David Ives does it again — almost.  His earlier adaptation of Moliere’s le Misanthrope (1666), renamed The School for Lies  (reviewed here in 2011) was an orgy of unending laughter.  This adaptation of Regnard’s le Légataire Universel (1708) which he renames The Heir Apparent isn’t as successful although Ives follows his same rules of mod transformation, because Regnard’s play falls short of the brilliance of le Misanthrope.  

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Review | A Man’s A Man by Bertolt Brecht | Translated by Gerhard Nellhaus | Original Music by Duncan Sheik | Directed by Brian Kulick | Classic Stage Company

… Brecht no way…

This early play of Brecht, set in British Colonial India, takes up the story of a pleasant minded civilian, an Irishman named Galy Gay, who — on his way to buy fish for himself and his wife — is waylaid by three soldiers whose fourth companion has disappeared and is, by force and brain washing (though that term came in later), turned into a enthused soldier, defined here as a killing machine. 

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Review | Romeo and Juliet by William Shakespeare | Directed by Tea Alagić | Classic Stage Company

… Where art Romeo and Juliet? …

What I liked best about this Classic Stage production of Romeo and Juliet was the depiction of the men around the Montague Romeo and those around the Capulets as young toughs with a contemporary style.  Nothing new about that, of course, think of West Side Story, and Shakespeare in contemporary dress is commonplace.  But Harry Ford (substituting the night I attended for T. R. Knight), with his thick body packed into leather and to-the-head corn rows makes a charismatic Mercutio, volatile, dirty-mouthed, amused and amusing, and the rest of the guys fit in to the idea, though they’re not consistently as convincing.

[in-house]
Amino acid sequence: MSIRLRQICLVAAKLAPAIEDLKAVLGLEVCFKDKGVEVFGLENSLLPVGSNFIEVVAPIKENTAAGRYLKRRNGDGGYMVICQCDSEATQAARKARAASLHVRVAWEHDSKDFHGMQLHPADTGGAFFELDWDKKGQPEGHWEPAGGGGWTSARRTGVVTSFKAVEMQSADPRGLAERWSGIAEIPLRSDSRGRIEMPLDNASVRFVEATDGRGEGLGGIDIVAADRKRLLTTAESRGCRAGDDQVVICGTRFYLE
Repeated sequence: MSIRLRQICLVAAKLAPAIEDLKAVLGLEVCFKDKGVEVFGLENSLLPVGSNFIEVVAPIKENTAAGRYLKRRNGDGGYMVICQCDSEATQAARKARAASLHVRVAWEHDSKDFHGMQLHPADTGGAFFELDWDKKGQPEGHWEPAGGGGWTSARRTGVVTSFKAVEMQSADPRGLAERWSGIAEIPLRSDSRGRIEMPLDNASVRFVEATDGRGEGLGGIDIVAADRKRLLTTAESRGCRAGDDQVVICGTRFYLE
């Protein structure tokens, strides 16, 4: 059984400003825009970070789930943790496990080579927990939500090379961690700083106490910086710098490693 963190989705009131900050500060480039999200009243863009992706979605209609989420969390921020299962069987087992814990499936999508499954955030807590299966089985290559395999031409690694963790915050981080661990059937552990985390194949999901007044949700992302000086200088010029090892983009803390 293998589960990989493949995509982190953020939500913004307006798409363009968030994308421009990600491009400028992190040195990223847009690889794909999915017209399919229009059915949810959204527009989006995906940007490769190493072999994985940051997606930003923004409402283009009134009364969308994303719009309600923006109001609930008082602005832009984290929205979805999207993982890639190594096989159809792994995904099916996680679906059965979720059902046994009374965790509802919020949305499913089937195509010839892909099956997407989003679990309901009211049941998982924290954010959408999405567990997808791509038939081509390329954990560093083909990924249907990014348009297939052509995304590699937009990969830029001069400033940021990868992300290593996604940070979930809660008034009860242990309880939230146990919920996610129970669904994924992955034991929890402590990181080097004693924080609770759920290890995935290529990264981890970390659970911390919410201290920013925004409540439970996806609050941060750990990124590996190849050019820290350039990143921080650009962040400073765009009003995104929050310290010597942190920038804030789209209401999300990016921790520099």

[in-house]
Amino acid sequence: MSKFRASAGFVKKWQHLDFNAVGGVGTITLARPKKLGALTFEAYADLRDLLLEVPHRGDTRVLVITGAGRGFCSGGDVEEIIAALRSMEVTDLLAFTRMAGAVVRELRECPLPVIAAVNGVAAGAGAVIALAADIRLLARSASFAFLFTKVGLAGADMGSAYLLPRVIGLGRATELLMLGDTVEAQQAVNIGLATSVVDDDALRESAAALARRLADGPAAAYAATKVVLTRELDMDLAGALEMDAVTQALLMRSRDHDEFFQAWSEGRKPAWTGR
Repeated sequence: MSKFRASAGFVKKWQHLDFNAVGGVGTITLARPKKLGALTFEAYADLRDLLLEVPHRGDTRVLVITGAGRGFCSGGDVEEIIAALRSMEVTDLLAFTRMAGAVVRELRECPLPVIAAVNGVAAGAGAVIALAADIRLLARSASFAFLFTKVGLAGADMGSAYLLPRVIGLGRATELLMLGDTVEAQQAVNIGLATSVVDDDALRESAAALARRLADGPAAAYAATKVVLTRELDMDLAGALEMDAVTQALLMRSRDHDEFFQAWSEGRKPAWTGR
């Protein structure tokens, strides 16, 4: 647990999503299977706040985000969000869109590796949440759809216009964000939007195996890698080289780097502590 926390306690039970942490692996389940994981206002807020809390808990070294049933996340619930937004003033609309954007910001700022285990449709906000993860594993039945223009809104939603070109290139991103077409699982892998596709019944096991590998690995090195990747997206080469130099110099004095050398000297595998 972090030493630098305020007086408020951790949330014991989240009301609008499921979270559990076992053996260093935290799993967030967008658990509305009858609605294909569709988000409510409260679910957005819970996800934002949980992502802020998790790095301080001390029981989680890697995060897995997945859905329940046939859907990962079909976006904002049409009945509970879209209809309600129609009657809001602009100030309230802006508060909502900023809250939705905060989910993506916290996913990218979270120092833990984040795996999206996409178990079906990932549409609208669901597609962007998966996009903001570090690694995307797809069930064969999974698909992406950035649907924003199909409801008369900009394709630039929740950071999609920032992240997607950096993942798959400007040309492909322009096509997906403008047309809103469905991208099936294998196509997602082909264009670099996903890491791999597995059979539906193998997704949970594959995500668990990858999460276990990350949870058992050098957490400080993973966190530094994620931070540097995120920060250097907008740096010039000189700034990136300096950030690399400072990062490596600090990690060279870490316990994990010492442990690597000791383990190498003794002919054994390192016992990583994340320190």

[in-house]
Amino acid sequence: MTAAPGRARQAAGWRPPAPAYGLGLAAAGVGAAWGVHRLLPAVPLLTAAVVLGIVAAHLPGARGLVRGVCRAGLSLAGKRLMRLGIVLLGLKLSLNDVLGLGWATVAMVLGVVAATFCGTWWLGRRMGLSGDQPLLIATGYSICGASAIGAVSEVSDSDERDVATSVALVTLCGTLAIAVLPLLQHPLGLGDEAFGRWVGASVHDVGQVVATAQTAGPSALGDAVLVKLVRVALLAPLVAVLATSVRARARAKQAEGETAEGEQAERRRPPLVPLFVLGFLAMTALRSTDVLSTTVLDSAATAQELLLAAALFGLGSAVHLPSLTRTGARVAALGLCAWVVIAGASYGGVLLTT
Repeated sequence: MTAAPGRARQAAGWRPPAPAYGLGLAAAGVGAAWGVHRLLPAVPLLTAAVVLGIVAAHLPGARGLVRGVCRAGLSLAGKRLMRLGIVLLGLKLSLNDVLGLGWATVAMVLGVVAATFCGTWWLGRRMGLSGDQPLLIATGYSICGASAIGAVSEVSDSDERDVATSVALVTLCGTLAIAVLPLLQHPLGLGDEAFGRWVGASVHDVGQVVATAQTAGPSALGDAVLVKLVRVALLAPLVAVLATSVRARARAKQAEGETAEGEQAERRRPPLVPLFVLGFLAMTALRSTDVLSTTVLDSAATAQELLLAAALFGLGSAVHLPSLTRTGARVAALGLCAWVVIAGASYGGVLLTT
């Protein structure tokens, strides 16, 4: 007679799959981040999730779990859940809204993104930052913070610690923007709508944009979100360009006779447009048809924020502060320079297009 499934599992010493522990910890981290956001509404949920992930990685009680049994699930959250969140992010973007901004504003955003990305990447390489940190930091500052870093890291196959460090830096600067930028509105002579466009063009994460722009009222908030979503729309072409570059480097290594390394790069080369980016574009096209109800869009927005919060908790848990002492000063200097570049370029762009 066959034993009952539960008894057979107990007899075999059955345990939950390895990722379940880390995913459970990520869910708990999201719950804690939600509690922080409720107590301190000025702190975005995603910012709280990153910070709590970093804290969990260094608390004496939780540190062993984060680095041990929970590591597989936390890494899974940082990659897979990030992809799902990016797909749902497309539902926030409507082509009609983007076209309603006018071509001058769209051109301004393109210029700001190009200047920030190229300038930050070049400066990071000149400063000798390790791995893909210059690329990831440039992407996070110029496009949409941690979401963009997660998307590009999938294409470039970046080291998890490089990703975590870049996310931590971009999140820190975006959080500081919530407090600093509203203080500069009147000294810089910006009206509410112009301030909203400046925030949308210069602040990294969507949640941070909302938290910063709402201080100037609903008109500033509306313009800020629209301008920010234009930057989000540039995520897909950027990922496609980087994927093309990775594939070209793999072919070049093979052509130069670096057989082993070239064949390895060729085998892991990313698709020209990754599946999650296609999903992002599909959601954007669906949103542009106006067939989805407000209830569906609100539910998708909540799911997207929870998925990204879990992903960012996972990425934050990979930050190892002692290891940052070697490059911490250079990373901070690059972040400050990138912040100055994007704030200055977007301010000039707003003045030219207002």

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Review | Ivanov by Anton Chekhov | Translated by Carol Rocamora | Directed by Austin Pendleton | With Ethan Hawke as Ivanov | Classic Stage Company

Ivanov is not as perfect a play as Chekhov’s Three Sisters (at Classic Stage) or The Cherry Orchard, which came later,  but I enjoyed it even more — filled with fascinating and amusing characters, it spills over into a rambunctious panorama of life.  That’s all the more amazing because — characteristically Chekhov — the characters like to proclaim that they’re  “bored ” but the play is vital and engaging — how does he do it?  One thing:  the writing is marvelous.  And in this Classic Stage production, the acting is superb, and Austin Pendleton’s naturalistic, soft-voiced direction highly effective in drawing you in and making you believe.

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Review | Galileo by Bertolt Brecht | Translated by Charles Laughton | Directed by Brian Kulick | Choreographed by Tony Speciale | With F. Murray Abraham, Robert Dorfman and Amanda Quaid | Classic Stage Company

The conflict in Galileo is iconic:  freedom of ideas vs. censorship.  Brecht peppers his play and his character of Galileo (1564-1642 ) with some Marxist views which are anachronistic but the play triggers thought and thrills one at the power of human intellect.

Everybody’s having a good time looking through the telescope Galileo has recently perfected, and figuring out its benefits and fiscal profits.  Galileo, short of money, wouldn’t mind reaping some profit, too, but fundamentally he’s peering into his telescope in his quest for truth, recording his observations, and thinking about them.  His observations and calculations reveal to him that the earth rotates around the sun, not the other way around.